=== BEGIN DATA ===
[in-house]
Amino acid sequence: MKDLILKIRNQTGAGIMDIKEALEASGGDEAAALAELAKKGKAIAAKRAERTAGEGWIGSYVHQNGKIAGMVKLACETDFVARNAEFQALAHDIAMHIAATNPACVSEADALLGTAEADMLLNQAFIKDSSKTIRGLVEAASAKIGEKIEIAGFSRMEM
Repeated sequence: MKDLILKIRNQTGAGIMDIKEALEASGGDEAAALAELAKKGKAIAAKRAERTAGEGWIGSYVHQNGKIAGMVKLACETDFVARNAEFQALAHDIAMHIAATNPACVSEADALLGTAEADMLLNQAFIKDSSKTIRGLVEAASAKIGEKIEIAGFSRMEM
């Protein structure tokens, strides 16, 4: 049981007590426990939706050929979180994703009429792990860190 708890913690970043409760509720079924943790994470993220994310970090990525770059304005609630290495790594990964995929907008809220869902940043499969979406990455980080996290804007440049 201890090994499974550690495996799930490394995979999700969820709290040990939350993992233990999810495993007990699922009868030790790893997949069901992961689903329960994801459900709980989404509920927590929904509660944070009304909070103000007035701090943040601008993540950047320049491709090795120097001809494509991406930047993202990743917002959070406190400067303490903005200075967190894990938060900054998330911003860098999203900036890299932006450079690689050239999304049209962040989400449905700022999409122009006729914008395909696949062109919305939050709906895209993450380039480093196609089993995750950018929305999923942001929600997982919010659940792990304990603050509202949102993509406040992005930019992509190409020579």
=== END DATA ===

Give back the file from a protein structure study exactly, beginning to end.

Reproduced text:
[in-house]
Amino acid sequence: MKDLILKIRNQTGAGIMDIKEALEASGGDEAAALAELAKKGKAIAAKRAERTAGEGWIGSYVHQNGKIAGMVKLACETDFVARNAEFQALAHDIAMHIAATNPACVSEADALLGTAEADMLLNQAFIKDSSKTIRGLVEAASAKIGEKIEIAGFSRMEM
Repeated sequence: MKDLILKIRNQTGAGIMDIKEALEASGGDEAAALAELAKKGKAIAAKRAERTAGEGWIGSYVHQNGKIAGMVKLACETDFVARNAEFQALAHDIAMHIAATNPACVSEADALLGTAEADMLLNQAFIKDSSKTIRGLVEAASAKIGEKIEIAGFSRMEM
């Protein structure tokens, strides 16, 4: 049981007590426990939706050929979180994703009429792990860190 708890913690970043409760509720079924943790994470993220994310970090990525770059304005609630290495790594990964995929907008809220869902940043499969979406990455980080996290804007440049 201890090994499974550690495996799930490394995979999700969820709290040990939350993992233990999810495993007990699922009868030790790893997949069901992961689903329960994801459900709980989404509920927590929904509660944070009304909070103000007035701090943040601008993540950047320049491709090795120097001809494509991406930047993202990743917002959070406190400067303490903005200075967190894990938060900054998330911003860098999203900036890299932006450079690689050239999304049209962040989400449905700022999409122009006729914008395909696949062109919305939050709906895209993450380039480093196609089993995750950018929305999923942001929600997982919010659940792990304990603050509202949102993509406040992005930019992509190409020579």